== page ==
Reimer actually player okay in the opening period, but received little support from his teammates. He made a number of in-tight saves, but his defencemen struggled, in particular 19-year-old Morgan Rielly, making his NHL debut, and Cody Franson, who missed most of training camp because of a contract dispute. Paul Ranger and Jake Gardiner weren't much better, although Ranger got stronger as the game progressed and nearly ended it in overtime when his slap shot hit the post.

Asked after the game if Bernier's solid play changes the way he'll handle his two goalies, coach Carlyle said: "It makes it easier."

Rielly I: In the second period Rielly bumped into Reimer, who fell to the ice and was unable to get back up to his feet before the Senators deposited the puck into the open net. It was the third straight goal Rielly and Franson were on the ice for. Then in the third period he was involved in a struggle with Ottawa's Jason Spezza, which caused the net to fall on Bernier.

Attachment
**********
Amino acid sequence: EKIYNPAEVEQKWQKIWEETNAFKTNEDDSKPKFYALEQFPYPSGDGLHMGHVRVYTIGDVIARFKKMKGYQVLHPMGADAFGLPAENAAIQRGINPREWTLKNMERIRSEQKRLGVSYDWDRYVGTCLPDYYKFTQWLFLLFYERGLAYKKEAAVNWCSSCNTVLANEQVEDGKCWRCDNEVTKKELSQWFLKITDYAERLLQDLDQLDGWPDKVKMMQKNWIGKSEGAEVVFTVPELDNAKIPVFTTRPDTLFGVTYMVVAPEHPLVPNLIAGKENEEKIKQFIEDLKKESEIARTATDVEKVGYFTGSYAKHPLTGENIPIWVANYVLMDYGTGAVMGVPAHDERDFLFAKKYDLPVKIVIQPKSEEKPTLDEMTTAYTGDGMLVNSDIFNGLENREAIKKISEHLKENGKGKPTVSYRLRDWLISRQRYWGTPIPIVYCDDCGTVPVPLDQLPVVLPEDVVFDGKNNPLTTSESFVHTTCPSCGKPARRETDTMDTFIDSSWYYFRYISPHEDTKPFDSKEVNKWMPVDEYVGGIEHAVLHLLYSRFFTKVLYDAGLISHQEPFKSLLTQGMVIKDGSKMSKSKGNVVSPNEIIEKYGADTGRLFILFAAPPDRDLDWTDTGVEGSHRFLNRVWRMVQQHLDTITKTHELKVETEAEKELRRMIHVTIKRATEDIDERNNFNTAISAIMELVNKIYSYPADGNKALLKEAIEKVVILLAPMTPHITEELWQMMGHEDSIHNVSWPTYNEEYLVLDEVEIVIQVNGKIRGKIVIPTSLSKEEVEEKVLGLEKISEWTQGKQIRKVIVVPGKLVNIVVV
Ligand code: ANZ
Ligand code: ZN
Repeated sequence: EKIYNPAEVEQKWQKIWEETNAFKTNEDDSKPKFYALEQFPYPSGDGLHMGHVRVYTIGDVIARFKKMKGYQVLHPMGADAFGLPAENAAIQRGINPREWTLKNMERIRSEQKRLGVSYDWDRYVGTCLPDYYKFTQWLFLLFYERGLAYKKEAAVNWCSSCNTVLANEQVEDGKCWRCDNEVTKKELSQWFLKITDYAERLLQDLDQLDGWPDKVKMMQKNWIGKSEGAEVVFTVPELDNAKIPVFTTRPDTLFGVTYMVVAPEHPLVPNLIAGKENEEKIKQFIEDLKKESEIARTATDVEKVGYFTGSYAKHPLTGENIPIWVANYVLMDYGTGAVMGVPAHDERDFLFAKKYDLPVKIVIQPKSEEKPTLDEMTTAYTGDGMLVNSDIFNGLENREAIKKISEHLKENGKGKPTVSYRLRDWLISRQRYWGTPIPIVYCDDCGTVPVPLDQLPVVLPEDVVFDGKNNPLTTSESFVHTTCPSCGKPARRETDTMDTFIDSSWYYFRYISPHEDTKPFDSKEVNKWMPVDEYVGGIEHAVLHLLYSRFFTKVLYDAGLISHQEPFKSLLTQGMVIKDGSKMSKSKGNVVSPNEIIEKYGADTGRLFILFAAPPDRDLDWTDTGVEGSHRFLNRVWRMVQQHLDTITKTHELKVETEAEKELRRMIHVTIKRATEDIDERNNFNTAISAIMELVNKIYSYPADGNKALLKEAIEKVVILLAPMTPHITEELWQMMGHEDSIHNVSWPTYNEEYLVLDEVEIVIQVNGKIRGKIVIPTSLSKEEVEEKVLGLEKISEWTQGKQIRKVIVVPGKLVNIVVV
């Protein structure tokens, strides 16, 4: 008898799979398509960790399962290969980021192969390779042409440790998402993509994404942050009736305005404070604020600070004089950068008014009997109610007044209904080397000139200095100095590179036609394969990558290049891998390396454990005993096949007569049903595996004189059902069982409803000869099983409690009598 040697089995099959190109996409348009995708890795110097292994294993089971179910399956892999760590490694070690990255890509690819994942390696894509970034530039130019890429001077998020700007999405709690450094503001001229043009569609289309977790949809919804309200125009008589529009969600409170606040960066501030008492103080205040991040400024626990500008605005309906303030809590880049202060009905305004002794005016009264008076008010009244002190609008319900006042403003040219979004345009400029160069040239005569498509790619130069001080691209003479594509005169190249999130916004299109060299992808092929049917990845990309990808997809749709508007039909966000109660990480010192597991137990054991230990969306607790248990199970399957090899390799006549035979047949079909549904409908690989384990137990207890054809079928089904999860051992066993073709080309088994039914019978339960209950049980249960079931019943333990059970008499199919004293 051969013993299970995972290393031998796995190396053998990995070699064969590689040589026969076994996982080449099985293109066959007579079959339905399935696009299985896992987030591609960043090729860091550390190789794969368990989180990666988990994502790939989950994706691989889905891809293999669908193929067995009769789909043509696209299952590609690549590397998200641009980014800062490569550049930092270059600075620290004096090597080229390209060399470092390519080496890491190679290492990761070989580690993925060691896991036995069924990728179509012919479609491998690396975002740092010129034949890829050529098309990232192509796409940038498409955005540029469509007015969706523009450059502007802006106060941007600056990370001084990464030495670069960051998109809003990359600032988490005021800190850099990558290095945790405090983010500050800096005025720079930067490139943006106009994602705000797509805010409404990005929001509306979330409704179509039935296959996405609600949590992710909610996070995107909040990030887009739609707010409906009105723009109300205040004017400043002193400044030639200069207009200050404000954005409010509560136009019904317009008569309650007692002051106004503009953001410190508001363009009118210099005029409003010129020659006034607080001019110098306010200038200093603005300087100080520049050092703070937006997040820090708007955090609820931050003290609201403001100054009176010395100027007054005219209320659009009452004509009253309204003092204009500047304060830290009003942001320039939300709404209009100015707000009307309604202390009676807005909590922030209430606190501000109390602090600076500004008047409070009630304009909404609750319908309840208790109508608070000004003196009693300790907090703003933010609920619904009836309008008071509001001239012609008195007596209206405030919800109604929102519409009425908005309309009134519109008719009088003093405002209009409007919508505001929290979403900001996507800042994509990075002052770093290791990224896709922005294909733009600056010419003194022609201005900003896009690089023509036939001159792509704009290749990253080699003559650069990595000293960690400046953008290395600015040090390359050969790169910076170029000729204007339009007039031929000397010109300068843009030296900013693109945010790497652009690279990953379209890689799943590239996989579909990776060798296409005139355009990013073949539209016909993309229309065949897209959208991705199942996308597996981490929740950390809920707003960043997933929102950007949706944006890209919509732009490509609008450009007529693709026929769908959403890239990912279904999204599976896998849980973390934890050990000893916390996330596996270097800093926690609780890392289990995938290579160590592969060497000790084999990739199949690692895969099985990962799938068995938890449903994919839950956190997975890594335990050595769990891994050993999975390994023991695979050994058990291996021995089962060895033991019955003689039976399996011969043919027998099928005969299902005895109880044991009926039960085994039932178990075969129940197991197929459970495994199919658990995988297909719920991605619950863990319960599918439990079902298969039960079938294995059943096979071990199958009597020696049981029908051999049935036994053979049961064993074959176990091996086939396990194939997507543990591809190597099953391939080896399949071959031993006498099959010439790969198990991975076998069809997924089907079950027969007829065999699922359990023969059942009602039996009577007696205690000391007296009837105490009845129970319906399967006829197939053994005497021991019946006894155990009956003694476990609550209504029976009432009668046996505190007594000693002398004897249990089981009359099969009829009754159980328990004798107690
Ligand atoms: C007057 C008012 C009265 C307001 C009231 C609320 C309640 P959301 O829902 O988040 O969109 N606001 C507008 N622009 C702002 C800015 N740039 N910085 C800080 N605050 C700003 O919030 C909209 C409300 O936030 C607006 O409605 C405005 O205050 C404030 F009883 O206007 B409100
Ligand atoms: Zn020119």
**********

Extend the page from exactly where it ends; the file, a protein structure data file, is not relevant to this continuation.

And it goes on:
Rielly II: He faced a tough test early in the second period when twice on the same shift he chased down loose pucks in the corner while being pursued by Senators tough guy Chris Neil. Rielly showed no hesitation on both plays even though he knew he was going to be hit hard.

Carlyle, by the way, thought Rielly got stronger as the game went on and used him in key situations including during the four-on-four five-minute overtime period. Rielly's great skating ability separates him from many of the players he plays against and allows him to cover up mistakes.

Raymond produces: Hard to say exactly what it was about his game the Vancouver Canucks didn't care for, but the Leafs are very happy to have him in their lineup. The speedy winger had a goal and two assists against Ottawa and then scored the game-winner in the shootout using the controversial spin-a-rama move on Senators stopper Craig Anderson.

Raymond has used the move before and as long as it works, he'll continue to do so. It is controversial because some argue his forward progress stops during the spin and when that happens, the goal is supposed to be waved off.